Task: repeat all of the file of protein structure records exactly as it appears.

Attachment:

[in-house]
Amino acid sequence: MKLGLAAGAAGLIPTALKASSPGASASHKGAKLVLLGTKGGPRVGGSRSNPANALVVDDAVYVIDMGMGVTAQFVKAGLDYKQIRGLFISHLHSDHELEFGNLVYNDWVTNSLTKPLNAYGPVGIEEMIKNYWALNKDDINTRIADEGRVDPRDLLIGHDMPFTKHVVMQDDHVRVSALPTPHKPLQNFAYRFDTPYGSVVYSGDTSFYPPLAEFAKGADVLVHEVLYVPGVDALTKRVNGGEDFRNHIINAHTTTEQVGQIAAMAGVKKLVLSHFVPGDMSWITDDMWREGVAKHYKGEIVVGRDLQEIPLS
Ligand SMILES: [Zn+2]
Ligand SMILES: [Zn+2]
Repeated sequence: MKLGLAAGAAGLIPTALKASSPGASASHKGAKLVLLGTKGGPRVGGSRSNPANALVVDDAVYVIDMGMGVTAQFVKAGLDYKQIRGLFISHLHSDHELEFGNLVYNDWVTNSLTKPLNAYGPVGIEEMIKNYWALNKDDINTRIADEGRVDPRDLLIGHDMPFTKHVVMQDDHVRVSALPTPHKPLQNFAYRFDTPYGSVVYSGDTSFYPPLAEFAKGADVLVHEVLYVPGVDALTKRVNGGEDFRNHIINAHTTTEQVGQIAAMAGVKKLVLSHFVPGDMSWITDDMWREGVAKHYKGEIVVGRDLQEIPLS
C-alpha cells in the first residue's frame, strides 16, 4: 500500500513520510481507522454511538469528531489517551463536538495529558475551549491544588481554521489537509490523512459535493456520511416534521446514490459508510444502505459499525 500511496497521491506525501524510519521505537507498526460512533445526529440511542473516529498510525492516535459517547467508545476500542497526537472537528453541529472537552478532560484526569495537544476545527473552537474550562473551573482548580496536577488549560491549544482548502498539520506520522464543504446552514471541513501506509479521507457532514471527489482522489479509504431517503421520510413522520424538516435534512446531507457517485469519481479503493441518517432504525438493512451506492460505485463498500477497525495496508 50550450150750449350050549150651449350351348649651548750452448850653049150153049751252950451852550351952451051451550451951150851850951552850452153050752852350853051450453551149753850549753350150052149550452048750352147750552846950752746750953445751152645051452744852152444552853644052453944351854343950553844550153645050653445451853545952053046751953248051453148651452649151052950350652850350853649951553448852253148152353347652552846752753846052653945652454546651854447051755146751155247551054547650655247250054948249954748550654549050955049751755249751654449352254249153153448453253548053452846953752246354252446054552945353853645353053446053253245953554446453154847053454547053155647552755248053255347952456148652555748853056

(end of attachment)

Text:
[in-house]
Amino acid sequence: MKLGLAAGAAGLIPTALKASSPGASASHKGAKLVLLGTKGGPRVGGSRSNPANALVVDDAVYVIDMGMGVTAQFVKAGLDYKQIRGLFISHLHSDHELEFGNLVYNDWVTNSLTKPLNAYGPVGIEEMIKNYWALNKDDINTRIADEGRVDPRDLLIGHDMPFTKHVVMQDDHVRVSALPTPHKPLQNFAYRFDTPYGSVVYSGDTSFYPPLAEFAKGADVLVHEVLYVPGVDALTKRVNGGEDFRNHIINAHTTTEQVGQIAAMAGVKKLVLSHFVPGDMSWITDDMWREGVAKHYKGEIVVGRDLQEIPLS
Ligand SMILES: [Zn+2]
Ligand SMILES: [Zn+2]
Repeated sequence: MKLGLAAGAAGLIPTALKASSPGASASHKGAKLVLLGTKGGPRVGGSRSNPANALVVDDAVYVIDMGMGVTAQFVKAGLDYKQIRGLFISHLHSDHELEFGNLVYNDWVTNSLTKPLNAYGPVGIEEMIKNYWALNKDDINTRIADEGRVDPRDLLIGHDMPFTKHVVMQDDHVRVSALPTPHKPLQNFAYRFDTPYGSVVYSGDTSFYPPLAEFAKGADVLVHEVLYVPGVDALTKRVNGGEDFRNHIINAHTTTEQVGQIAAMAGVKKLVLSHFVPGDMSWITDDMWREGVAKHYKGEIVVGRDLQEIPLS
C-alpha cells in the first residue's frame, strides 16, 4: 500500500513520510481507522454511538469528531489517551463536538495529558475551549491544588481554521489537509490523512459535493456520511416534521446514490459508510444502505459499525 500511496497521491506525501524510519521505537507498526460512533445526529440511542473516529498510525492516535459517547467508545476500542497526537472537528453541529472537552478532560484526569495537544476545527473552537474550562473551573482548580496536577488549560491549544482548502498539520506520522464543504446552514471541513501506509479521507457532514471527489482522489479509504431517503421520510413522520424538516435534512446531507457517485469519481479503493441518517432504525438493512451506492460505485463498500477497525495496508 50550450150750449350050549150651449350351348649651548750452448850653049150153049751252950451852550351952451051451550451951150851850951552850452153050752852350853051450453551149753850549753350150052149550452048750352147750552846950752746750953445751152645051452744852152444552853644052453944351854343950553844550153645050653445451853545952053046751953248051453148651452649151052950350652850350853649951553448852253148152353347652552846752753846052653945652454546651854447051755146751155247551054547650655247250054948249954748550654549050955049751755249751654449352254249153153448453253548053452846953752246354252446054552945353853645353053446053253245953554446453154847053454547053155647552755248053255347952456148652555748853056